- ELL: Be sure that your pace is adequate, and, if needed at any point, present the questions in writing. Provide sentence frames as appropriate, but be aware that some ELLs might not need them, especially if the questions are shown in writing (students can borrow some of the words from the questions to construct their answers).
Choose one of the incidents to analyze in further detail.
Return to the chapter and consider the following:
- Who was involved in the problem?
- What was the “wrong” that was committed?
- What were the motives and effects of this wrong?
- Who decided on the resolution, and what were the effects of the resolution?
- Finally, what principles are expressed through these decisions? What, or who, is valued?
- Complete the Umuofian Justice Review to record your thoughts.
You Have a Choice
In this class, you will sometimes have a choice of how you want to complete your assignments. You can choose to complete this task independently, with a partner, or in a group.
- In the discussion, one representative from each group will speak for the whole group. You can decide how you want to do this: you may want to pick randomly, take volunteers, or preassign the speaker.
- For the first discussion, it’s probably a good idea to have a confident speaker from each group as the representative. Other students will be responsible for analyzing and evaluating the discussion.
- All students are responsible for the discussion preparation.
- Students should continue reading Things Fall Apart if they finish the discussion preparation early.
In the next lesson, you will be participating in character in a discussion about Umuofian society. You will speak as your character, using the pronoun “I” and explaining your character’s perceptions and opinions.
At this time, your task is to prepare with your group members. Discussion Preparation 1 contains questions you may analyze in the first class discussion. For each question, write your answer from the point of view of your character . Then decide how you will back up your viewpoint. What evidence (quotations) can you find in the novel to support your character’s opinion? Finally, think about possible counterarguments: things others might say to refute your points. How would your character respond to these counterarguments?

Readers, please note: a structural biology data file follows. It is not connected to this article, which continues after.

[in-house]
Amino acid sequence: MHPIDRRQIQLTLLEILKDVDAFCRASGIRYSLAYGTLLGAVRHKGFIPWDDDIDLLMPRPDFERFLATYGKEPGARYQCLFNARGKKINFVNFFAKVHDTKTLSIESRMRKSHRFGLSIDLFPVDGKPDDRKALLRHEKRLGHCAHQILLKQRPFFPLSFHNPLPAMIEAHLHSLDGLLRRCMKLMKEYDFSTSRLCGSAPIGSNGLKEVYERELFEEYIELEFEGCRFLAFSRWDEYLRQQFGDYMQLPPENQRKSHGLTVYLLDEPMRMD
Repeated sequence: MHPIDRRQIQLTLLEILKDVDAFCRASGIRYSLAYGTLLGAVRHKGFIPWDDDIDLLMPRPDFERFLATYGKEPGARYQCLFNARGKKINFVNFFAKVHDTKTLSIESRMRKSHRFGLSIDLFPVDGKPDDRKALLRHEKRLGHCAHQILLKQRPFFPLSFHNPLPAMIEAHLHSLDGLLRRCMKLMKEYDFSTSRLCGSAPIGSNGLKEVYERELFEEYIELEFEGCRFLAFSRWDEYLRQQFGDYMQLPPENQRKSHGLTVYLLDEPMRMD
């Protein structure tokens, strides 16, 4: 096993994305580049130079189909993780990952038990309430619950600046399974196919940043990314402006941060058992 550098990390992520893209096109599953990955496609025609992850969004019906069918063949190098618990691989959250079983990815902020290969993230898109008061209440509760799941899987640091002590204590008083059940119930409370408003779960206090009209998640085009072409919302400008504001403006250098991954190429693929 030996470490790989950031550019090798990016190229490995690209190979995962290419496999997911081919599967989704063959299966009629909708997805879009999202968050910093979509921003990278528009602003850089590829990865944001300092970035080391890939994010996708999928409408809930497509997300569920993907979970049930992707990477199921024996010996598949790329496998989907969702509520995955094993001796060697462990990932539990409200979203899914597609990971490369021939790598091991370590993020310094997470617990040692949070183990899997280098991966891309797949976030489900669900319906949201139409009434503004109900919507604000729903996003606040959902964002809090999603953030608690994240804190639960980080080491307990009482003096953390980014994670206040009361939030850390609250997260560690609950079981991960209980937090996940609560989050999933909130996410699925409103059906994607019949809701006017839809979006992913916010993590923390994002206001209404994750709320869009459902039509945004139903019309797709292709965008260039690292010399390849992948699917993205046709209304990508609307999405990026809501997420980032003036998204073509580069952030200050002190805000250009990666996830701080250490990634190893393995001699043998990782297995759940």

- Complete Discussion Preparation 1.
- After you complete Discussion Preparation 1, list and answer any additional discussion questions that your group comes up with in your Notebook.
If you finish, continue reading Things Fall Apart.
The Umuofian Justice System
- Remind students that this analysis is coming from them, and they should step out of character as they complete this writing.
- SWD: When writing these descriptions, allow additional time for some students to discuss with a partner before writing, to help them organize their thoughts.
Complete a Quick Write.
- In your own words (not your character’s), describe the Umuofian justice system in three sentences or less. This should reflect your opinion, and should refer to specific events from the book.
Things Fall Apart and Discussion Preparation
- Remind students that they will need to use specific textual evidence in the discussion; the more prepared they are, the more interesting the discussion will be.
Read Chapters 11–13 of Things Fall Apart. Continue to add to your Personal Glossary as you read.
- Prepare for the next lesson’s discussion.